I feel your pain.
You tried so hard, and it really was a shame.
The way you parked so fast, clipped off your helmet,
and grabbed everything from under your seat in under 5 seconds.
And when you took off running, I kinda knew the deal-
sprinting down the bike lane in wedges – shit was real.
I heard and saw the train that just came, opening it’s doors, going my opposite way-
and everyday, a straggler or two has to run for
the train heading downtown at 7:34-
She saw the grand silver snake hissing, about to head out,
she had parked her red Vespa 3 blocks away, but was still 2 blocks out.
She turned on the jets – hair and backpack bouncing around,
It was her for whom the train bells tolled, and as that infamous sound
rang, she became Usain Bolt in a jean jacket and bangs-
darting across the street with wreckless abandon,
she had to catch this train, no ‘buts,’ ‘ifs,’ or, ‘ands.’
“She’s so close!”, I was (secretly) cheering for her now,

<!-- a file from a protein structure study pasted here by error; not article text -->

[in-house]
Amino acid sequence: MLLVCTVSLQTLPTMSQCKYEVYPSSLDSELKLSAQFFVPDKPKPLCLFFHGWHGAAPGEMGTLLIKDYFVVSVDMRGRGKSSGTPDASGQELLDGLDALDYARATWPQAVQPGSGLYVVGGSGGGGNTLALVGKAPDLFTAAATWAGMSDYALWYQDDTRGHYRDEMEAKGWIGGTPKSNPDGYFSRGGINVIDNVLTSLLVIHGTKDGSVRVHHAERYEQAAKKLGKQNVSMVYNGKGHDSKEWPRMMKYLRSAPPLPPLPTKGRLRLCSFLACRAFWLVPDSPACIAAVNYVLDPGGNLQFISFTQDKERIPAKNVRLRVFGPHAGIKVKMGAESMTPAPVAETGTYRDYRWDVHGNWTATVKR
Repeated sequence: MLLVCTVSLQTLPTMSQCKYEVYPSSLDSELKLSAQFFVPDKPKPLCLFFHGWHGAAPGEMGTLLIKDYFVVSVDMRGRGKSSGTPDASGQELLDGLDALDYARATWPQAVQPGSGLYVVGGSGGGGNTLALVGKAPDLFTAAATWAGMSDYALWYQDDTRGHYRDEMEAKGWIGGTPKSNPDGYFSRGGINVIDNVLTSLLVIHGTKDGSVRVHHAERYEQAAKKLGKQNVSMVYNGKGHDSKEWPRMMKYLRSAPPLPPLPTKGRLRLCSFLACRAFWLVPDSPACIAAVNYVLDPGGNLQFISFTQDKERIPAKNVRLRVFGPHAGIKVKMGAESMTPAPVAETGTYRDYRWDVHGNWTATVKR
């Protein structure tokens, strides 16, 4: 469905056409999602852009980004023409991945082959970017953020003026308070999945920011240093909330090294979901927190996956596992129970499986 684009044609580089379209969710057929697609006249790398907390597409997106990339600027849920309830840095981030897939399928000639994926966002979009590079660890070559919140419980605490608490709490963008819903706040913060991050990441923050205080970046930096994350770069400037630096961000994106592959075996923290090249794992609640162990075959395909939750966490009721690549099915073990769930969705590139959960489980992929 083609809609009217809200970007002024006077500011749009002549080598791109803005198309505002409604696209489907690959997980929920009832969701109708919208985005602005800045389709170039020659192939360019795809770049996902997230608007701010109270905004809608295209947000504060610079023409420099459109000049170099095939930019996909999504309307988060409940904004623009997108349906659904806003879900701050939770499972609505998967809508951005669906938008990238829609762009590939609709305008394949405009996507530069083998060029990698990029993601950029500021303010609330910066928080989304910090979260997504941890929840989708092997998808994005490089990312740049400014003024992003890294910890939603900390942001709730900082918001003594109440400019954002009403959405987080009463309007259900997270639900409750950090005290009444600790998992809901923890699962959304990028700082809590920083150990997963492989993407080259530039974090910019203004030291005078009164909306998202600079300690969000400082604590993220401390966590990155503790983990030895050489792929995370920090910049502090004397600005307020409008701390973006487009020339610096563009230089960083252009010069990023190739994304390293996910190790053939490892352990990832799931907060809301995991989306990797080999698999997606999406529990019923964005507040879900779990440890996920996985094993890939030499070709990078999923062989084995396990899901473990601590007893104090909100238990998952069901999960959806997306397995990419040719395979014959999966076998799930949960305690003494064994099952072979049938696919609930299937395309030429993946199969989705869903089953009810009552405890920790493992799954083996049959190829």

watching to see if she caught her train as I walked down
the very same street she ran past, knowing that feeling so well-
trying to catch a train, hoping it doesn’t glide past.
She made it to the steps of the Metra Station platform,
halfway up, hustling, this is what she ran for,
I’m on the edge of my seat, but I’m actually walking, to the station’s other side,
crossing my fingers, hoping that she’ll make it,
And then the doors close.
I see it before she does, and as she rounds the last set of stairs, my heart sinks.
She stops running, and walks the rest of the way up – breathless, defeated, and probably late for work.
Half a flight of stairs and 10 feet of train platform is all that made the difference-
A fateful little stretch of distance is why the woman with the red vespa missed her train,
despite her unwavering persistence. -RSM